Sharing Good Practice
HOW DO WE INSTILL AN IDEA OF RISK
TAKING AND STRUGGLE WITH MATHS?
BY MAARIT ROSSI
N
owadays
I
often
hear
that students can hardly
concentrate
more
than
15 minutes! There are so
many interesting things happening
outside the school, is it that students
are unable to concentrate or is it that
they are choosing to concentrate on
things outside of the formal learning
environment? We talk about informal
learning and how it has a big role in
student’s life. We need to harness the
power of informal learning so that it
compliments formal learning. In PISA (2016), students were asked
about the frequency with which their
teachers use studentoriented or
teacherdirected strategies in their
lessons. Findings indicate that today,
teacherdirected practices are used
widely.
Formal and Informal learning How do we do a better job of
encouraging students’ failures rather
than using their mistakes against
them? The math lesson at school
needs to be a very safe place to make
mistakes. At best, mistakes can lead
to very meaningful discussions about
different ways of thinking and the
students learn to listen to each other.
It’s a good experience to see that
by making mistakes, you sometimes
learn even more than just using the
traditional ways of working. If the
mistakes are dealt with in constructive
ways, they can strengthen and
encourage the students to try new
approaches. PISA (2016) showed that
the students’ positive attitude towards
mathematics and the trust in their
own capability, is connected with their
ability to solve problems.
Formal learning is the learning
happening in the school. In many
instances the way this learning takes
place has not changed in decades.
The students still sit in rows, paying
attention to the one teacher at the front
of the room, who is trying to deliver the
content, one lesson at a time.
Yes, the structure of a math lesson seems
to be very fixed and similar all over the
world. In a mathematics classroom, too
many concepts are taught by telling and
writing the rules and formulas.
Who talks in the classroom?
How many questions do students ask in
a lesson? Some research says that zero
pointtwo. Further to this, most of the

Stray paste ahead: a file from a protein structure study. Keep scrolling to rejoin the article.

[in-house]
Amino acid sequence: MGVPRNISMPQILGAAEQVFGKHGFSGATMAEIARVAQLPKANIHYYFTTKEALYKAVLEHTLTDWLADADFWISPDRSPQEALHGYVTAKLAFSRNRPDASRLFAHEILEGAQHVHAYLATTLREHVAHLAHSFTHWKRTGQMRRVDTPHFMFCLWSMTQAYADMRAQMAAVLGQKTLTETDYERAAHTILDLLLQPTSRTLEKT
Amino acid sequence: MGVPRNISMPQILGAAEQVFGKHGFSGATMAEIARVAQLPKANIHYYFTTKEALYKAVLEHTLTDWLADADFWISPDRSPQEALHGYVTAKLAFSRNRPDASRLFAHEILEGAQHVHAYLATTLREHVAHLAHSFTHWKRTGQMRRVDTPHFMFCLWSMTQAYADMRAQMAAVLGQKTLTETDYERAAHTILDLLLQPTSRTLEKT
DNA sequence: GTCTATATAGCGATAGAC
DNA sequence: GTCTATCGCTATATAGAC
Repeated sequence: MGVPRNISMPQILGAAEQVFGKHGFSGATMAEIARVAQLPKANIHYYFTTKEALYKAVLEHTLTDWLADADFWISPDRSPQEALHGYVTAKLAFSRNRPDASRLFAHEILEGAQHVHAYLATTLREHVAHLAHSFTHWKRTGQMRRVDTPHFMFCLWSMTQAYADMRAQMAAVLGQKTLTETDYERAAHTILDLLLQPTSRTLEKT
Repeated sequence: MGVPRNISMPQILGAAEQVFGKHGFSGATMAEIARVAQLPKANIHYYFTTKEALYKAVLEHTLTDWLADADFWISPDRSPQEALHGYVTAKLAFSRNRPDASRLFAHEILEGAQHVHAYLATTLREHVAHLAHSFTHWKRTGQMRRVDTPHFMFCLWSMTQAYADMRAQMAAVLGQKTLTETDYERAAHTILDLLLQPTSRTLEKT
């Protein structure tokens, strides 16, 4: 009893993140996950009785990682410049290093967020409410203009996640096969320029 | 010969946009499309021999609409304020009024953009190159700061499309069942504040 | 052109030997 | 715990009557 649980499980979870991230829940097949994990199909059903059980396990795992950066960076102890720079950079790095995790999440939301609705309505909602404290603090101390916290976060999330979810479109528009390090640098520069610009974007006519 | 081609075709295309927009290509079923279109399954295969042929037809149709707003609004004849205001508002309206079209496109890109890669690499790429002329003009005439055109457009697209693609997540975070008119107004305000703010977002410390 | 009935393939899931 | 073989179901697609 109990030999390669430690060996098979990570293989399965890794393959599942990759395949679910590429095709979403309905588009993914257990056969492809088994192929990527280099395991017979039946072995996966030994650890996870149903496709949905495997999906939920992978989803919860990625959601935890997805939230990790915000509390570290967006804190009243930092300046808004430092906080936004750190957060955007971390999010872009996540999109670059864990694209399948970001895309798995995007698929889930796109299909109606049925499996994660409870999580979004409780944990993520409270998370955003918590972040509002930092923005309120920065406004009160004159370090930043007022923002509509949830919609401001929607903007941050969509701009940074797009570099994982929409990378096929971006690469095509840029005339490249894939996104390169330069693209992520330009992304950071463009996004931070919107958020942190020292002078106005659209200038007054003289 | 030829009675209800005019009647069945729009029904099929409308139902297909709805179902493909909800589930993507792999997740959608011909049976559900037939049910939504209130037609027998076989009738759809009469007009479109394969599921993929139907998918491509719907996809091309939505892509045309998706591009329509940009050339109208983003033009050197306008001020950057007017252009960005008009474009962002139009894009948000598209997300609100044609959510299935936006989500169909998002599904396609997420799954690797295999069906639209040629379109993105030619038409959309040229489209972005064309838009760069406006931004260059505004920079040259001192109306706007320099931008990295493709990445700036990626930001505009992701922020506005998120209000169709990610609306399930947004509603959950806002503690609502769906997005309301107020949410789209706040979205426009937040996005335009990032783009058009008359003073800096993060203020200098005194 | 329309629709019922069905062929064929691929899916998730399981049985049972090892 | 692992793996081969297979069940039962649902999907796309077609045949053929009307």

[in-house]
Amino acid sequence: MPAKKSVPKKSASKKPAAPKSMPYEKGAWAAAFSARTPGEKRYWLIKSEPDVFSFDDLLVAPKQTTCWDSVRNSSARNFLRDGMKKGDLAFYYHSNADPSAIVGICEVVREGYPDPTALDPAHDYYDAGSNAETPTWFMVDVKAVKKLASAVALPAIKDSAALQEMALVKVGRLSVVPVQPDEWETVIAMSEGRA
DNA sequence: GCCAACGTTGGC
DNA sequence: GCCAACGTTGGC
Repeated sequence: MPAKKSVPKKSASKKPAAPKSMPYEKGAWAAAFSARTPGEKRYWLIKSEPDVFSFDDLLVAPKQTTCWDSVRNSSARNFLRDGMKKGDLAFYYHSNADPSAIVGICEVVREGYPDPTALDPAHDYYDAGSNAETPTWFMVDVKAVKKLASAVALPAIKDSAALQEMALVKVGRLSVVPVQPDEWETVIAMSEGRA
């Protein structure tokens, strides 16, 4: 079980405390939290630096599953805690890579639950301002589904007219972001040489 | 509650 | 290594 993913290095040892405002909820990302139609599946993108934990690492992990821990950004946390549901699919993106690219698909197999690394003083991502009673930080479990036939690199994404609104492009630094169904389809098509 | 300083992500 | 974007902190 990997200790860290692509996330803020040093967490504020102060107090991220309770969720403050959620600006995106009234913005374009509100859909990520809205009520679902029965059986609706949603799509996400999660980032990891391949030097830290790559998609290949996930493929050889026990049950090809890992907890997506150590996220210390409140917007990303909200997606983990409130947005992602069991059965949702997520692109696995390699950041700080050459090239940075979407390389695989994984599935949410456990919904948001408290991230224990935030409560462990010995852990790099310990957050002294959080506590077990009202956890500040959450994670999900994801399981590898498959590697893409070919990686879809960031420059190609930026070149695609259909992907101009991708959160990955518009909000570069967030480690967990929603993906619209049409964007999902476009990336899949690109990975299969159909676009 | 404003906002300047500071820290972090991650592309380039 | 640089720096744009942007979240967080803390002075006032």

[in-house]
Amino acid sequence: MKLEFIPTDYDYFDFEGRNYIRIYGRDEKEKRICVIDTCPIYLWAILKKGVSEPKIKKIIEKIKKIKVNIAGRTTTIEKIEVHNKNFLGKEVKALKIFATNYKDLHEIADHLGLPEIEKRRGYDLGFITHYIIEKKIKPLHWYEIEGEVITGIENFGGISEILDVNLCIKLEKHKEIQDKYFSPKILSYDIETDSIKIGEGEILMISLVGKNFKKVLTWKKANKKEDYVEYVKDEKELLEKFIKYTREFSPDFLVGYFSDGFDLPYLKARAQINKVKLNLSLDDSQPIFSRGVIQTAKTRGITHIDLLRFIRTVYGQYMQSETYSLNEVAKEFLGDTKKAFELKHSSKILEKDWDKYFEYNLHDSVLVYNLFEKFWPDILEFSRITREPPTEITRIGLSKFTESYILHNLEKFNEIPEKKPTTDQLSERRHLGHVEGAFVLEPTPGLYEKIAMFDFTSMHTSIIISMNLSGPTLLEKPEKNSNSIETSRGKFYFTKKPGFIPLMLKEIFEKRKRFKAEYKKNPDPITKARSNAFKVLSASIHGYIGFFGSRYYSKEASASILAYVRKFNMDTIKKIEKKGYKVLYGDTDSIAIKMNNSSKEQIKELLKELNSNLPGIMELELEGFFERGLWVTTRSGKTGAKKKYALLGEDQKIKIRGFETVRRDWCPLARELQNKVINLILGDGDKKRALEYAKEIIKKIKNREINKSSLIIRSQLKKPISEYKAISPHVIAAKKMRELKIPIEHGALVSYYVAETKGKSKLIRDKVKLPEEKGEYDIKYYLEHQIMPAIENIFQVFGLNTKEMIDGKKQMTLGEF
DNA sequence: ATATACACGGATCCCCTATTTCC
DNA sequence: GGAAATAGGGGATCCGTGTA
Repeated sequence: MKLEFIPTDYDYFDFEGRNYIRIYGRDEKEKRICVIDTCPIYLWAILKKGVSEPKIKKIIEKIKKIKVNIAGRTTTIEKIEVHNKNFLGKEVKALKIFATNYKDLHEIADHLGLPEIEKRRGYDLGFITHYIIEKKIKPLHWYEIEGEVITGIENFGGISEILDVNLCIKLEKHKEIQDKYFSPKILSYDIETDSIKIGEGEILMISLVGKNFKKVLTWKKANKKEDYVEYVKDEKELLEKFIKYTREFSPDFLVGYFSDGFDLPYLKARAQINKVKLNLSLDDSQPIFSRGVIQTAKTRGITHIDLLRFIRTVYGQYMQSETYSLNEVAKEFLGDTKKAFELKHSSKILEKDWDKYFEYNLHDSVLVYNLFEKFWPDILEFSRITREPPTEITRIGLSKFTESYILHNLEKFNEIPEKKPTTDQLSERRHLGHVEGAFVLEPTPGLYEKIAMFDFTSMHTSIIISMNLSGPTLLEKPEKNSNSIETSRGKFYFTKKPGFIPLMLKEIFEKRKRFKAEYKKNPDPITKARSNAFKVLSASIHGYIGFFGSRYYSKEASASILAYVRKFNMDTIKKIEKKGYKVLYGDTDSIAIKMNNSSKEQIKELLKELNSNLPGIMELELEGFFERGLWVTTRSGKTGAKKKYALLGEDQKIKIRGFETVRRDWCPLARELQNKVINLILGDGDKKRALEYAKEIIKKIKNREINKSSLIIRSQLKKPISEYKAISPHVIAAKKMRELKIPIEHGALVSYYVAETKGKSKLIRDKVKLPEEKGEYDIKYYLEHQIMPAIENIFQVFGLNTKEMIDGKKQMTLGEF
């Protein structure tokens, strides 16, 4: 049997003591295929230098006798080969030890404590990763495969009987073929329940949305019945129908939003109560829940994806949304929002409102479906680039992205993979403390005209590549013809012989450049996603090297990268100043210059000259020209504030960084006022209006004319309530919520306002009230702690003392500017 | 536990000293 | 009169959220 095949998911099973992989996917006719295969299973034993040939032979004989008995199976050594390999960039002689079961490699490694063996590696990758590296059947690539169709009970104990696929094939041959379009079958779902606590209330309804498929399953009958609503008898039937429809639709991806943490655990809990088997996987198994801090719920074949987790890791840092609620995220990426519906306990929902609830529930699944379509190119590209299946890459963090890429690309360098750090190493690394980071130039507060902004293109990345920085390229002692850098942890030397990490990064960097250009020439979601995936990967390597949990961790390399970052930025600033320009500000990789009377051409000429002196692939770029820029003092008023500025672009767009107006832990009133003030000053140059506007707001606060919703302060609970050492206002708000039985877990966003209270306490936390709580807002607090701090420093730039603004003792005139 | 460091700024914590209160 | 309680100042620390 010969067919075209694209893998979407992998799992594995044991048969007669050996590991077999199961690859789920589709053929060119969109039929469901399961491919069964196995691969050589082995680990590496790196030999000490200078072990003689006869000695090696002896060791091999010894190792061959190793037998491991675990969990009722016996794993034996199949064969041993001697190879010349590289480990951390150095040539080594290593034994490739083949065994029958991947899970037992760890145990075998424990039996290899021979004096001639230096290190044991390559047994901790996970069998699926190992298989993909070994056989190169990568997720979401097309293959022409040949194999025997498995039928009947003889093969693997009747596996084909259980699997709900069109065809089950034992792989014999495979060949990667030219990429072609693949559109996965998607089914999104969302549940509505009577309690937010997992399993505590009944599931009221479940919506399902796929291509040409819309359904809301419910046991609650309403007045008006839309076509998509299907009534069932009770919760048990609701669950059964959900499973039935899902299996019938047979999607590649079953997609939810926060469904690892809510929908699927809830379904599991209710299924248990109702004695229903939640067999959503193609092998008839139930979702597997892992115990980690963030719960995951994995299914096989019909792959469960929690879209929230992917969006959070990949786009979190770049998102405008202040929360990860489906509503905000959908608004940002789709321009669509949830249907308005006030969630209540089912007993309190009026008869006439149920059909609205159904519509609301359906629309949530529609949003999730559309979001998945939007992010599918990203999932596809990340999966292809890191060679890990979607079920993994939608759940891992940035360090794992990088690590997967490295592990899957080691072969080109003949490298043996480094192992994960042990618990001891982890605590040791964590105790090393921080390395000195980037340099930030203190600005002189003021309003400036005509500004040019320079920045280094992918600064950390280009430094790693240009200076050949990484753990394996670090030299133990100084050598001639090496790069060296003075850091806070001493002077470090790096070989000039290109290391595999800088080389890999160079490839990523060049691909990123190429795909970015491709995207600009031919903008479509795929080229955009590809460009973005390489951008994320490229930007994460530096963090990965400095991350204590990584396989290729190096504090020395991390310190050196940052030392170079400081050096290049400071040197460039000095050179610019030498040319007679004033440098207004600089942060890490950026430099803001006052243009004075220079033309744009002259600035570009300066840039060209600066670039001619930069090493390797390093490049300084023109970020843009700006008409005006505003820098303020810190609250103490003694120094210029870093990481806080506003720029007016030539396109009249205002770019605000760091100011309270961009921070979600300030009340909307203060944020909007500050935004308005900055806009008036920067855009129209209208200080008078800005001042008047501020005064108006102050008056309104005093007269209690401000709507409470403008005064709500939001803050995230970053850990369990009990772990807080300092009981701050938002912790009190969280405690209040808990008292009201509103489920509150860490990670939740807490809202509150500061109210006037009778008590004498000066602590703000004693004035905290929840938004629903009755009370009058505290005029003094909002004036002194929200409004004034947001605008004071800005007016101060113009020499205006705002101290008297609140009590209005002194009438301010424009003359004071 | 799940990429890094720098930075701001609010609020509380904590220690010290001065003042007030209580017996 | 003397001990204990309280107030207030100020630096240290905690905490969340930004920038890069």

questions seem to be answered in less
than one second. Most being yesno
answers. Teachers may talk for 90% of
the lesson!
16 
Jan  Feb 2018


It seems that we still have a lot to do,
so that students learn to notice that
success can be achieved by everyone.
Classroom needs to be a safe
place to make mistakes
Class Time
Embracing uncertainty in the
mathematics classroom
We need to change a lot of the
methods used in the teaching of
mathematics. With any change comes
uncertainty, and so the teacher and
the students need to be comfortable
in taking risks. The regular scenarios
of the teacher being in front of the
classroom, showing how to work
with the new concept and students
repeating similar ones in similar ways,
is outdated and should be changed.
What if students are active and are
given the opportunity to test their
ideas and make mistakes, as part of
the learning process. Think of the
possibilities.
From one answer to many
answers
It is important to go through different
solutions to the problems. Students
see that there can be more than one
way to solve a problem. It is also
important to show problems which
have more than one solution. Just like
in real life!
*OECD (2016), Ten Questions for
Mathematics Teachers ... and how
PISA can help answer them, PISA,
OECD Publishing, Paris, http://dx.doi.
org/10.1787/9789264265387en
Mrs. Rossi is a Math teacher, principal and CEO of Paths to Math Ltd. She was
one of the top 10 finalists in Global Teacher Prize 2016. She is one of the Top
Teacher Bloggers in The Global Search for Education by C M Rubin. Twitter: @
pathstomath & www.pathstomath.com